I grew up with a silver aluminum tree. There will be those who respond to that fact with pity. There will be others for whom an indescribable nostalgia sweeps through from head to toe.
Ours was a fancy tree with a turning color wheel at its base. I thought it to be the most beautiful thing in all the world. The turning light threw the tree into sparkling green, red, yellow, and he
avenly blue. I felt so sorry for those who had to go cut down a real one. I imagined them like the scraggly ones from our pasture that popped up now and then, anemic and brown, not much more than a bush with colored balls weighing down sparse branches.
Every night after supper, I parked myself under our fancy trees’ silver stick branches. I watched the display of colors change into sparkling reflections. Loving every dancing hue, I perpetually rearranged ornaments for optimum shine. It was balanced and pristine.
Then I grew up and the other side of the family into which I married…ahem…seemed to think such an artificial facsimile beneath the splendor of the organic feel and smell of the real thing. And so began my initiation into the real deal.
We married and got a cut tree that first year. It might have been then when I first realized that lights are basically evil. One dark sinner smote the entire bunch. And, there is always one. I’m pretty sure that while lights are safely packed inside red totes after the season, they plot, devise, and stealthily move to infect their entire strand.
Every year we take those carefully wound ropes out and plug them in and the swath down the middle is gone. Dead. Dark. Not only is the connective Christmas spirit dampened, so is the marital bliss. I’m pretty sure that while lights are safely packed inside red totes after the season, they plot, devise, and stealthily move to infect their entire strand. Click To Tweet
I figure when the fancy fad, way back in the day, of the aluminum tree became a thing, my dad, not one who exuded patience, probably jumped on it. The magic wheel underneath gave plenty of sparkle and twinkle without hassle of Christmas lights to untangle and replace.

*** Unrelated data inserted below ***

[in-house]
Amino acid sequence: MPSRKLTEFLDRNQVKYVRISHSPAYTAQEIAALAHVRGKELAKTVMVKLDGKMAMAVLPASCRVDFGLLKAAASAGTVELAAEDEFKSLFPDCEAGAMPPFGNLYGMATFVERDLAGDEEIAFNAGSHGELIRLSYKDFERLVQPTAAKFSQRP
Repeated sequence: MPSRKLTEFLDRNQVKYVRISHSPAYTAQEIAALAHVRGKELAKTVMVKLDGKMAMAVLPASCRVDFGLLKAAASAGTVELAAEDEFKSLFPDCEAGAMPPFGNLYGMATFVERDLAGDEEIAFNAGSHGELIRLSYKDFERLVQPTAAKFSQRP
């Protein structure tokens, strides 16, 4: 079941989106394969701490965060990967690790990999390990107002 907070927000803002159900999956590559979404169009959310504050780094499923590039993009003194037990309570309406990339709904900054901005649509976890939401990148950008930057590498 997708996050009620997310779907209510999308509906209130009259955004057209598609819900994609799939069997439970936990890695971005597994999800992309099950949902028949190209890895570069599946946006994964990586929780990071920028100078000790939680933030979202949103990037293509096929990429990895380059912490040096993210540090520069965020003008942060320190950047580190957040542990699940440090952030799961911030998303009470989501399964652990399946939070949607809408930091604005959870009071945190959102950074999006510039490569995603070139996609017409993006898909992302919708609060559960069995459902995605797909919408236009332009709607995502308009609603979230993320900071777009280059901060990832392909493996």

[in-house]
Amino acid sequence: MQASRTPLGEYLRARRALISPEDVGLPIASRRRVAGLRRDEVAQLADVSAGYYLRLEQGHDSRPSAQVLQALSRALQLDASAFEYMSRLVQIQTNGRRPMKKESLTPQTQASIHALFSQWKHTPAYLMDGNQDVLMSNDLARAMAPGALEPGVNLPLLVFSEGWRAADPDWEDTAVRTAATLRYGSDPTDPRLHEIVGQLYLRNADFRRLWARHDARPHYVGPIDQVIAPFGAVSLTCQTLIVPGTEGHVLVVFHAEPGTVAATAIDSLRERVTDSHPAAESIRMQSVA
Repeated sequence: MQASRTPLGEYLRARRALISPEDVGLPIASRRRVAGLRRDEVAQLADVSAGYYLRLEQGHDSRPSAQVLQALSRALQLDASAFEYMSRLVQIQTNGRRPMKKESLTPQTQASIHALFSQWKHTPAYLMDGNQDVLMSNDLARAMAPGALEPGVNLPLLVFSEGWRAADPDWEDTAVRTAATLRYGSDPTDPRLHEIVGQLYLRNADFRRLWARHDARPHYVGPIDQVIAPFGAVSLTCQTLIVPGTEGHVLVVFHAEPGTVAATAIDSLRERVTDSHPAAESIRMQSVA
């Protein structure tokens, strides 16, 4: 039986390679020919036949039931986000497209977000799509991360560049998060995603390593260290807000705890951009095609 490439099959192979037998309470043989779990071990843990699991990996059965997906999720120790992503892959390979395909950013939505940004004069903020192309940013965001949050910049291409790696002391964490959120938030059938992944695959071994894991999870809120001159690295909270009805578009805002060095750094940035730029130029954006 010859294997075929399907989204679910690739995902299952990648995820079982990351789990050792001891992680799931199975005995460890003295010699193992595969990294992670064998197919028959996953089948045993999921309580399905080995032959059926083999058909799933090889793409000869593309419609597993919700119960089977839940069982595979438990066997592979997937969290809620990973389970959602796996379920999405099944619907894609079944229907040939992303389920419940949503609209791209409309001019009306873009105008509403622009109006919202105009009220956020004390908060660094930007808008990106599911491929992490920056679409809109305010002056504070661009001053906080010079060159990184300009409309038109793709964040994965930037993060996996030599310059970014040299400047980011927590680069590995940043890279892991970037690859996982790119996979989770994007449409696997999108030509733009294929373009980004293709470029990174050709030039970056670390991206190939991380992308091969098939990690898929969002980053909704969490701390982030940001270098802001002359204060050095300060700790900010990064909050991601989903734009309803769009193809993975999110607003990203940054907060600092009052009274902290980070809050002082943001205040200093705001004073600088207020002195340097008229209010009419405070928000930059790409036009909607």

Need I even go to the abundant parallels where the tree lights connect with spiritual life? Because they are there. How we shine brighter in community, how one small stray can wreck a whole lot of others, and the way we need to be plugged in to the right source. Light in the darkness. Good versus evil. Illustrations abound. After all, did not Jesus Himself claim to be the Light of the World?
“I think we got them all,” he says hopefully. “Let’s both look carefully.”
And we do. We stare at the tree, walking inch by inch around it like revolving doors. We look at each little pre-lit branch on our compromise-fake-green tree, which we purchased a few years ago. We bought it trusting light strand hassles to be a thing of the past.
After an entire evening spent looking for those tiny little dark sinners and expelling them from the congregation, finally, finally the tree glows.
We high five, sit down and enjoy the peace and beauty. Background Christmas music plays.
Homemade ornaments our kids crafted when they were little hang suspended like bright memories. We whisper back and forth because the magic shouldn’t be broken.
And then from the chair in the corner, loud, slow and deliberate my husband shatters the bliss.
“I see one that’s not working.”
And just like that, a sad dark river sweeps across the middle. It’s wave devours and divides the happy good little lights on the top from the sweet twinkling lights on the bottom.
So maybe the real moral of the story has more to do with Christmas patience than Christmas lights, about appreciation of beauty’s simplicity, or remembering Christmas isn’t about fancy trappings.
However, do not be surprised if you find a sparkling aluminum tree changing colors like a chameleon in our living room next year, lighting the darkness. It will be stunning.